Power from the Flow
By: Daniel Neville, Eleanor Trese, Thereza Zephir
MAR. 10, 2020
In the fight against climate change, one goal is to eliminate the use of fossil fuels. To substitute for this source of energy, currently people use wind, solar, or other sources of renewable energy. But now, a new source of energy is being developed, wave power. The devices being tested use the motion of waves to power generators. The annual energy potential of waves off the coasts of the United States “… is estimated to be as much as 2.64 trillion kilowatt hours, or the equivalent of about 64% of U.S. electricity generation in 2018.” according to the U.S. Energy Information Administration. Also, since ocean waves carry energy about five times stronger than the surface winds that produce them, according to Energy Informative, wave power would be much more efficient than using offshore wind turbines. John M. Burt of the Corvallis Advocate reported that “Photovoltaic solar panels
normally generate about 100 watts per square meter of swept area, while wind produces 1,000 watts. A wave energy generator can produce a whopping 10,000 watts per square meter.” There are, however, problems that arise due to the damage the immense power of the waves can cause to the generators over time. For this reason, some developers are experimenting with the idea of using the wave power generators to charge underwater drones, which would monitor or even repair these generators. According to Energy.gov the generators could also be used to power navigation equipment, weather buoys, offshore fish and algae farms, or even devices that could harvest lithium and uranium from seawater.
One wave power device, the Azura Wave, is connected to the grid at a testing site at the US Navy’s Wave Energy Test Site (WETS). WETS is an area of ocean located offshore from the Marine Corps Base Hawai’i in Kaneohe Bay on the island of Oahu, and is about 100 feet deep. This site is where developers can study their device’s performance and present their ideas to investors. The site also provides equipment to measure chemical composition in the water, power output of the generator, and even hydrophones to measure the amount of sound that the devices produce, which may impair animals’ abilities to navigate in the water. The Azura Wave is being developed commercially by Northwest Energy Innovations, LLC, along with many other co-developers including the University of Hawaii’s Hawaii National Marine Renewable Energy Center (HNMREC) and the US Department of Energy’s National Renewable Energy Laboratory (NREL). The device was originally called the Wave Energy Technology New Zealand (WET-NZ) and the first version was created by Callaghan Innovation, a New Zealand company.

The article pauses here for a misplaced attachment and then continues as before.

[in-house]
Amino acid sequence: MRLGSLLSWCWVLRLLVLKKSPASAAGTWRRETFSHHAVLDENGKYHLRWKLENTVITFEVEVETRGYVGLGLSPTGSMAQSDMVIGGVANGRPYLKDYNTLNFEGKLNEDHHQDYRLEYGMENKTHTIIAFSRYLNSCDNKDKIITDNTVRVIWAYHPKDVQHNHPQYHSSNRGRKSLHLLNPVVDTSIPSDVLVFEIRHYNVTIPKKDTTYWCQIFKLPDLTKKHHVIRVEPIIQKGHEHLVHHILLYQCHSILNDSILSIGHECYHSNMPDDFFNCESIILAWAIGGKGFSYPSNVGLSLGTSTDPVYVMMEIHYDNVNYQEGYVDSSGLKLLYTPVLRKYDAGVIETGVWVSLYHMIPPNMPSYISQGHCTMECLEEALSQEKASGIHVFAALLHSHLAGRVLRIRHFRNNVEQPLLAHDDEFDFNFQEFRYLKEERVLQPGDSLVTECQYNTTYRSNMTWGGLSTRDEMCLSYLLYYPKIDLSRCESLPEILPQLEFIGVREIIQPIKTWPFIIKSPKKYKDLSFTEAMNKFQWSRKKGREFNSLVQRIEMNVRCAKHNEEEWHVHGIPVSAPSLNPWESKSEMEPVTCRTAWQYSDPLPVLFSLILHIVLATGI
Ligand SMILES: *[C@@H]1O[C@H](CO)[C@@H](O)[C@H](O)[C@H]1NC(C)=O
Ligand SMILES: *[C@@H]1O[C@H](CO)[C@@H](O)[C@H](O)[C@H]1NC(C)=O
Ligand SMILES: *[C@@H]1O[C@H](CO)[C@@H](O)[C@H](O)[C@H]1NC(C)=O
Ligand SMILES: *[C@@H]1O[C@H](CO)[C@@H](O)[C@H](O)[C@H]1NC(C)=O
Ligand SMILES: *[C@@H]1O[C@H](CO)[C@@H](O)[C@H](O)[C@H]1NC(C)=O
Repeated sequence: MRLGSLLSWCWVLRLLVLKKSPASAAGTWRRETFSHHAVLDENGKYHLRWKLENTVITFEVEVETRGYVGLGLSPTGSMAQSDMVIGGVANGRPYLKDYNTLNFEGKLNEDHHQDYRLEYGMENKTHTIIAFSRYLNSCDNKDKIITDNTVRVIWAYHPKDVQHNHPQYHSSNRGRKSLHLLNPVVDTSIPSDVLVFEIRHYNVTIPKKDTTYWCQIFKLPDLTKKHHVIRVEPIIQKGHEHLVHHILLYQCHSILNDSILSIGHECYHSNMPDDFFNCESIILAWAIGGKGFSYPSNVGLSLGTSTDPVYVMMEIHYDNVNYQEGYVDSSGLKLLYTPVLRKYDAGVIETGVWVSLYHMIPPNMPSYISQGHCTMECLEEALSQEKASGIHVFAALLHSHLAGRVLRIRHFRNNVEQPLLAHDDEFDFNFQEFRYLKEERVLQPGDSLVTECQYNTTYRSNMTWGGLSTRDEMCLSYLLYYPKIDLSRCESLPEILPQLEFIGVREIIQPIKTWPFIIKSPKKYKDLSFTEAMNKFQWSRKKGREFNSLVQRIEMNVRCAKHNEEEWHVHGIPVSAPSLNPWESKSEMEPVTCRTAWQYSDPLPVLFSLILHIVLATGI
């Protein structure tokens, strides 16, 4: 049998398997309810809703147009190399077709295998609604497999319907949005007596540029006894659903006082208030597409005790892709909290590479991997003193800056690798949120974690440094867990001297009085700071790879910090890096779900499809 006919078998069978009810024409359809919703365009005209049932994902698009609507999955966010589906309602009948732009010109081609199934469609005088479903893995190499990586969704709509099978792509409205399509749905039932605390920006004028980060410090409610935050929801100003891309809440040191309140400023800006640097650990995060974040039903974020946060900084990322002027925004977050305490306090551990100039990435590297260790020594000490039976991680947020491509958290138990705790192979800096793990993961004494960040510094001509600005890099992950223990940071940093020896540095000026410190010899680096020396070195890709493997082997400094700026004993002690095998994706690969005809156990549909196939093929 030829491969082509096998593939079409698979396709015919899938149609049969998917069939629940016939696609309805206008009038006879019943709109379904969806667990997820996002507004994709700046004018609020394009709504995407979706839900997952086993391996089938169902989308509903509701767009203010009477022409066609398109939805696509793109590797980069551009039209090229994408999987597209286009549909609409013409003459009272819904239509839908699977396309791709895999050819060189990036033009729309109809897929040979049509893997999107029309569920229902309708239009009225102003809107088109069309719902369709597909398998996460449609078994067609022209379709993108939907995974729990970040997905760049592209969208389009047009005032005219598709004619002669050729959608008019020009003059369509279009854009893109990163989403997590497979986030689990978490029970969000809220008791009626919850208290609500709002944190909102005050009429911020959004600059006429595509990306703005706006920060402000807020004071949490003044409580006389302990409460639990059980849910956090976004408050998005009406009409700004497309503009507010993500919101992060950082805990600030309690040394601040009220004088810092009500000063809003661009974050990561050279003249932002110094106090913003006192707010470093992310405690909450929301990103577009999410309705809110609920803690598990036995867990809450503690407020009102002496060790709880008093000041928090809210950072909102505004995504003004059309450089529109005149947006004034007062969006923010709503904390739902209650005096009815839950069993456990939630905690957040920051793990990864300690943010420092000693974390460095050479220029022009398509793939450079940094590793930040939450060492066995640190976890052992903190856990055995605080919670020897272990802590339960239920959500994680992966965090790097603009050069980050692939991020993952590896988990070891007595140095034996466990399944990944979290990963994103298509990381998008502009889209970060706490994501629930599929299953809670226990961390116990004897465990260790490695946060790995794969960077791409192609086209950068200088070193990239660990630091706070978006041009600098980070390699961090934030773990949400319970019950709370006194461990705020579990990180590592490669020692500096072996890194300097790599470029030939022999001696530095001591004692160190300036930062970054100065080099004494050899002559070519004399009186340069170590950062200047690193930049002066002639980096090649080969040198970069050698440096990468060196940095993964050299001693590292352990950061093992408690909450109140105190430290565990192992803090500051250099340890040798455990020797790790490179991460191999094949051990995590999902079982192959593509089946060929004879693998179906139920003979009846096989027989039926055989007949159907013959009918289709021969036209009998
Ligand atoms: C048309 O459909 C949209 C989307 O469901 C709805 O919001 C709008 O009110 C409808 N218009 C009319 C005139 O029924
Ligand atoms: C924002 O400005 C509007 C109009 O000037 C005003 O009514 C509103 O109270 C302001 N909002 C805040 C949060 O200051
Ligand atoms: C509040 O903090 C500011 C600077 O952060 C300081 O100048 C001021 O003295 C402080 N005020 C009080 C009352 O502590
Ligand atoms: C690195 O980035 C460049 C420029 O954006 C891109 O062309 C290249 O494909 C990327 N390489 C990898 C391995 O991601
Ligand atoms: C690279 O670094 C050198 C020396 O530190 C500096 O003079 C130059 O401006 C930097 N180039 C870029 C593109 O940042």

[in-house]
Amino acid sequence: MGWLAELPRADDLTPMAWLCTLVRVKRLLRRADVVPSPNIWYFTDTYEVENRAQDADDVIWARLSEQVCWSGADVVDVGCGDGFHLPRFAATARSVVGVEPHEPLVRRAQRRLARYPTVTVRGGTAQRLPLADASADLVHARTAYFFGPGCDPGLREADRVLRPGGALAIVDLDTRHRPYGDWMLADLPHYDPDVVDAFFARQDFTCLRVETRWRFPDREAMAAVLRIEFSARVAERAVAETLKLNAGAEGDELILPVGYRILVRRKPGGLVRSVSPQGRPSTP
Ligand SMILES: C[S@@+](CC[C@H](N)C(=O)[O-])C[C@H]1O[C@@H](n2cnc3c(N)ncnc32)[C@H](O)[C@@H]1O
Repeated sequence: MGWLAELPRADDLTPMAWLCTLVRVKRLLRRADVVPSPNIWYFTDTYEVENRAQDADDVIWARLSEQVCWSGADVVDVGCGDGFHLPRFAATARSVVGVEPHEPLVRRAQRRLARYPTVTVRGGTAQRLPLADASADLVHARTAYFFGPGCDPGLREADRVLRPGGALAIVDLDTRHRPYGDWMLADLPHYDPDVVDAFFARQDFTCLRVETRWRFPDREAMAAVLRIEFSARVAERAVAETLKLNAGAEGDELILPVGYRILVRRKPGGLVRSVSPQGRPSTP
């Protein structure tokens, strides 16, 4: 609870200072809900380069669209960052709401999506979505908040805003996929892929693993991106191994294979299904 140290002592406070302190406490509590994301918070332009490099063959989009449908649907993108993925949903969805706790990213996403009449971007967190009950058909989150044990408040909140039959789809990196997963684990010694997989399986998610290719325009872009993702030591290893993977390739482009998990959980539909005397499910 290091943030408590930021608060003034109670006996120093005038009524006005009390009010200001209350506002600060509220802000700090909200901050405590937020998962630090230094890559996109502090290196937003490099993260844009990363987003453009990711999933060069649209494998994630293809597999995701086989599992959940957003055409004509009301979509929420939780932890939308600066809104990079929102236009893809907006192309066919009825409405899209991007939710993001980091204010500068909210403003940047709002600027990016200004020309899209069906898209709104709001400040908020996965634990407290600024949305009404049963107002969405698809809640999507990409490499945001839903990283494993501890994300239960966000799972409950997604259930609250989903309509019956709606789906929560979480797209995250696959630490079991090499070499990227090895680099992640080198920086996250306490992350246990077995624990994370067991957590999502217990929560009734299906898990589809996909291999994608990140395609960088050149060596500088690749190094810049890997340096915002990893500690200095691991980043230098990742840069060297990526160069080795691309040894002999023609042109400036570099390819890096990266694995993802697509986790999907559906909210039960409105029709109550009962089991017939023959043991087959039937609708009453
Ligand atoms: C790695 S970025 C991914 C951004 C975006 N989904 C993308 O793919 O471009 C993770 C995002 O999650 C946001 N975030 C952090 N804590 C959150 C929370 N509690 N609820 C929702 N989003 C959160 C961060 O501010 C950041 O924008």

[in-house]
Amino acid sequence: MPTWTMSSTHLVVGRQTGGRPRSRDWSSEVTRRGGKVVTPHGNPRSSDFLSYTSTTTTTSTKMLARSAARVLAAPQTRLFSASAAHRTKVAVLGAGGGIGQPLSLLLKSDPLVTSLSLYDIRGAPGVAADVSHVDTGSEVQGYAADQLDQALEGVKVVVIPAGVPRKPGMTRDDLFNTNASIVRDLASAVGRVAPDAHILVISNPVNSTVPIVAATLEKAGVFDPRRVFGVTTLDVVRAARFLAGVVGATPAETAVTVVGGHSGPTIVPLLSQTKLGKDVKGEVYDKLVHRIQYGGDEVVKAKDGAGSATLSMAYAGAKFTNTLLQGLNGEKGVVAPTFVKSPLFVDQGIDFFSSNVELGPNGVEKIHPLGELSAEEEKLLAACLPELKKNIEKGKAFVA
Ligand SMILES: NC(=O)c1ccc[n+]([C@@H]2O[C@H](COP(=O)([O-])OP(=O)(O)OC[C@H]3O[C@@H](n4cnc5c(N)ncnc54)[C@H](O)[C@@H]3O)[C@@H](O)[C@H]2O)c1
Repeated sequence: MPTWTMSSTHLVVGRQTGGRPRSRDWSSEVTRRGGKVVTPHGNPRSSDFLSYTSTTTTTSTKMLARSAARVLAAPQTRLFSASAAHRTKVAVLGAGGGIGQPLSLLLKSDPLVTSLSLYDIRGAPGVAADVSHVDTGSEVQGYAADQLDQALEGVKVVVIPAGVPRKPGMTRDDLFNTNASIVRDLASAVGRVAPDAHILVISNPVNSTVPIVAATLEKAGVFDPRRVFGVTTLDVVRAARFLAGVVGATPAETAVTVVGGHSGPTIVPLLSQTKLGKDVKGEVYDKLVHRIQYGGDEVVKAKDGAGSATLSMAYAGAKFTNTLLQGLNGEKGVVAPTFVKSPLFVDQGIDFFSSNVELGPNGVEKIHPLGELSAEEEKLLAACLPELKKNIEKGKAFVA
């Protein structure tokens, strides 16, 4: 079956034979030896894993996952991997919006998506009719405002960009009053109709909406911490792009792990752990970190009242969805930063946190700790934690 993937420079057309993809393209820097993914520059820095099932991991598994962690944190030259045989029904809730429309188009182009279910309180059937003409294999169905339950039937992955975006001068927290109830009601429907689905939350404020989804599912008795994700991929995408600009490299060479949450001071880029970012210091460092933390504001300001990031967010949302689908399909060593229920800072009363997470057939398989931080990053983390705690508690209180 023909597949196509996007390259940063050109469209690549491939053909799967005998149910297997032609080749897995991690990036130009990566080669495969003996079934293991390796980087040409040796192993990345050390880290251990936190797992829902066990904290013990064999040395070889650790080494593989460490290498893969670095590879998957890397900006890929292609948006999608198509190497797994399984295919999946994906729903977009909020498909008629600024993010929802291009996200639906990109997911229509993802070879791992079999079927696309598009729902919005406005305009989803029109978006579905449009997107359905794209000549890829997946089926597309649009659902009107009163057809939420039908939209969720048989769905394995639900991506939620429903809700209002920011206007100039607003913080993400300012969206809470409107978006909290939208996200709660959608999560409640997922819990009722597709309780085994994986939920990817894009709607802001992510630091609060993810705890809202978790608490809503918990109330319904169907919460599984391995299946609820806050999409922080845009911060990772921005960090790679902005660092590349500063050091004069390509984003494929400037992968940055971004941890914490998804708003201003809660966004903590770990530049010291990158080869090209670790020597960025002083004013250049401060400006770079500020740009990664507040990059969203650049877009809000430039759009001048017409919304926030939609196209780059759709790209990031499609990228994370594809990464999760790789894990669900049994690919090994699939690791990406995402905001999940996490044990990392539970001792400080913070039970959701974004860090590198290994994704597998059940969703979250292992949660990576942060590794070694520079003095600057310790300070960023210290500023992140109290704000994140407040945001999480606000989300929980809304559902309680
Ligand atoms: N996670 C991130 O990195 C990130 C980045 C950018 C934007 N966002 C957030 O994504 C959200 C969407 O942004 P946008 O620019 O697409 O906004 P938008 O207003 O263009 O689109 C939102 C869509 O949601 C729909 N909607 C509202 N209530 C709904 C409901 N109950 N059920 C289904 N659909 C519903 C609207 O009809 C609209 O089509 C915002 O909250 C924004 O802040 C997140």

The Azura Wave captures both the vertical and horizontal motion of the waves. The bouy has four anchor points on the seafloor and utilizes a point absorber, which powers a generator with its circular motion caused by the vertical movement of the wave. A flap-like mechanism is also used to harness energy from the horizontal movement of the waves. The buoy itself can rotate 360 degrees to be able to follow the direction of the waves, maximizing the amount of energy the device captures. Its small size minimizes its impact on the marine environment.
Although most of the technology is still in a testing stage, Anmar Frangou of CNBC.com reported that Scotland and many other island countries are looking into wave power as a serious source of energy. With all the efforts to find substitutions for fossil fuels in this age of climate change, wave power is becoming another very viable option.